Zeroshift’s multi-speed transmission concept changes gear without interrupting the torque, allowing EVs to run for longer at peak efficiency. Click to enlarge.

UK-based transmission specialist Zeroshift has devised a multi-speed gearbox for electric vehicles (EVs) that needs no clutch—a damper inside the gear hubs and electronic control of the motor make ratio changes seamless. Having more than one gear ratio and the ability to shift without interrupting torque enables the motor to run at higher efficiency, extending range and batteries’ life expectancy by up to 10%, according to the company.

The company’s technology replaces the synchromesh in a conventional manual gearbox with paired interlocking rings that change ratios without interrupting the torque. To provide the required levels of shift refinement, Zeroshift’s concept uses electronic control of the electric motor or motors to match the shaft speeds and an integrated a passive damper system within the drive hub to isolate any vibrations.

The combination of sealed pockets of silicone fluid and mechanical compression springs make shifts virtually unnoticeable to occupants. Zeroshift has carried out extensive damper optimization using simulation tools correlated against development test results.

By varying parameters such as fluid properties, peak pressures and end-of-travel speeds, we can tune the damper’s performance to suit different applications.

—Bill Martin, Zeroshift’s managing director

Development of the concept is underway using Zeroshift’s proprietary gear-shifting system. The new gearbox could enable manufacturers to downsize EVs’ electric motors, keeping them running longer at the medium loads and speeds where peak efficiency of more than 95% is possible.

Zeroshift’s concept prevents any torque interruptions during ratio changes and does not require a clutch, issues that have so far deterred EV manufacturers from fitting multi-speed gearboxes. However, with a single-speed transmission prevalent in EVs, the motor spends more of its time outside of its optimum efficiency range.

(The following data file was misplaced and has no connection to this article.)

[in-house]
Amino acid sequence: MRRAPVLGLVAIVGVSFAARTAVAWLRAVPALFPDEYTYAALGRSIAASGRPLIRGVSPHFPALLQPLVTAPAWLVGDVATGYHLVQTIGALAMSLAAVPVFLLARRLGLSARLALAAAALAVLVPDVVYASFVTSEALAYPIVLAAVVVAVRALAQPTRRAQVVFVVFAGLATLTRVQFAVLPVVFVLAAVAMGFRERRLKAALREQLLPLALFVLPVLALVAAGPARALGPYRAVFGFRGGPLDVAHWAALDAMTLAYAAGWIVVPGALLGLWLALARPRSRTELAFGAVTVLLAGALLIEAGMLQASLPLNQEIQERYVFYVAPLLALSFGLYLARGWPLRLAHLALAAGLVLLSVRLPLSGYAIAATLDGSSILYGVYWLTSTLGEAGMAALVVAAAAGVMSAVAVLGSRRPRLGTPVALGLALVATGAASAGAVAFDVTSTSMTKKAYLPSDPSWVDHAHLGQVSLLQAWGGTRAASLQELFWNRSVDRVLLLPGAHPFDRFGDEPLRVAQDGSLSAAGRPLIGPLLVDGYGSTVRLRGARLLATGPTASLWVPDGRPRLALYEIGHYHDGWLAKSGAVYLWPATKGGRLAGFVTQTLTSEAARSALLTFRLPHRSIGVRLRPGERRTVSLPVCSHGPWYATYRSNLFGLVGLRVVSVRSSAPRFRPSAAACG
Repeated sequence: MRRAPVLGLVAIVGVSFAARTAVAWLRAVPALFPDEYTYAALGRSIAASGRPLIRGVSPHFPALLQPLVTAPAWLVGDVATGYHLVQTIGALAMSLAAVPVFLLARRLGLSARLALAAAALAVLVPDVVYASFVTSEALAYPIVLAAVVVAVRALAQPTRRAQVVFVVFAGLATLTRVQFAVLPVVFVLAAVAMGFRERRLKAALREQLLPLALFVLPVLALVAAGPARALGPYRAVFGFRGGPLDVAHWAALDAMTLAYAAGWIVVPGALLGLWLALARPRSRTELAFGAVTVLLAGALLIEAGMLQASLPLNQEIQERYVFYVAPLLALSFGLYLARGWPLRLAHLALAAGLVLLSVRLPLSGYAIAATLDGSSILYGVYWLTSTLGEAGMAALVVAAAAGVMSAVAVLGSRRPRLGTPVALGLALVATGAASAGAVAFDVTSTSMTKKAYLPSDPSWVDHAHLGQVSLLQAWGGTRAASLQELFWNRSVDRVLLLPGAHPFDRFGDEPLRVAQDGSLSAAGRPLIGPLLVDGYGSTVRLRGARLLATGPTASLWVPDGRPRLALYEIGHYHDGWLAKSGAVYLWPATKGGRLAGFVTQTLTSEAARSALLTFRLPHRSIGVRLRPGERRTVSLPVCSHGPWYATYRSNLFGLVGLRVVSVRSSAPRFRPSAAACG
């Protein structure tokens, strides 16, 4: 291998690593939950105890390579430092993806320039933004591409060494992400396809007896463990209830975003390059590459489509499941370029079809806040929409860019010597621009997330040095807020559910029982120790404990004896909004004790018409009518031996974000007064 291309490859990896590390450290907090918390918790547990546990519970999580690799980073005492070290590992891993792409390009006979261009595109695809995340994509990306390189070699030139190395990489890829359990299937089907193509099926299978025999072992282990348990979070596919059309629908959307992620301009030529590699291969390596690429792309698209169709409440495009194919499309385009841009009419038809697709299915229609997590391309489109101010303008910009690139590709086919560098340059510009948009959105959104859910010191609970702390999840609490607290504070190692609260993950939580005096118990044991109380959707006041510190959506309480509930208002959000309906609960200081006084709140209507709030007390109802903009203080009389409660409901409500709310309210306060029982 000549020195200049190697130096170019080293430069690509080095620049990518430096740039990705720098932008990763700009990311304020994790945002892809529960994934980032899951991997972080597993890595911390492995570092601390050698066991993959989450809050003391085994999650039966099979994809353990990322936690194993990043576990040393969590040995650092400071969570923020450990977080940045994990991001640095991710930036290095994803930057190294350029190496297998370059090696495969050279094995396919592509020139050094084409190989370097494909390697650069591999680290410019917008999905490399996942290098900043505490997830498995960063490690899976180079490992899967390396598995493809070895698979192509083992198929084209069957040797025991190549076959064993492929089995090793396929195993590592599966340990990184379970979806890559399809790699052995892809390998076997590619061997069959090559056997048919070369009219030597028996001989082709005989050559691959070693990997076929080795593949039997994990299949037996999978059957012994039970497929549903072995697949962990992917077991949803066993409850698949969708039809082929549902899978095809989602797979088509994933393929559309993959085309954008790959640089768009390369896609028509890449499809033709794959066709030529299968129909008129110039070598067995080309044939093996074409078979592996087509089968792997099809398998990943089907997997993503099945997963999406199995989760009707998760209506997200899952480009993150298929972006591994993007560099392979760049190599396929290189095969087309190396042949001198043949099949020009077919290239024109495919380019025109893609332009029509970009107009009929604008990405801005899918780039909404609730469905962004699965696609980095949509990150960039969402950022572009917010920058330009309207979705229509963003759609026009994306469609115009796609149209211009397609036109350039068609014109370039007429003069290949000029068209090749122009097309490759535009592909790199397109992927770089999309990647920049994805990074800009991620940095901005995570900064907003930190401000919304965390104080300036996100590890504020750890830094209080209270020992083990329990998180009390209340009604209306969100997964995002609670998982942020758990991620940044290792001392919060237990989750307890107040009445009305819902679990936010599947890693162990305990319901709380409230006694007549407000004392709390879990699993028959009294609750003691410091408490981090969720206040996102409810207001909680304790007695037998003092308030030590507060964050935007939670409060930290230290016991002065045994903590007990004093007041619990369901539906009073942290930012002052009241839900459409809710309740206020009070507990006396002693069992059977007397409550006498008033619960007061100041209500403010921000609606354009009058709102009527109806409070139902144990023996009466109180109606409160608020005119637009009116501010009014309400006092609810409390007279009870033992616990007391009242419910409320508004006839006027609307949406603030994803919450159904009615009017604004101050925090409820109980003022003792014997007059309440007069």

The improved efficiency offered by Zeroshift’s concept could also extend EVs’ in-service battery life. Current range limitations often lead EV drivers to drain the cells to the maximum allowable level of discharge in order to reach their destination; the deeper cycling affects batteries’ life expectancy. Improving the motor efficiency uses less of the energy stored for a given journey, easing the discharge-recharge cycles and reducing recharge time.

Our studies suggest that by using a compact, multi-speed transmission and a smaller electric motor, manufacturers can gain an operating efficiency of up to 10 percent. You can use that 10 percent to improve EVs’ range or reduce the size, weight and cost of battery packs.

The benefits of Zeroshift’s transmission would be greatest for electric delivery vehicles where the compromises in efficiency are greatest. To be able to pull away fully laden on hills requires low gearing, but the motor then runs too fast and too inefficiently on the highway.

—Bill Martin

Zeroshift is developing its compact transmission with several vehicle manufacturers. The company is also working with consultancy firms and manufacturers on the integration of its technology into the next generation of seamless layshaft automatic transmissions for hybrid medium-duty trucks, buses and passenger cars.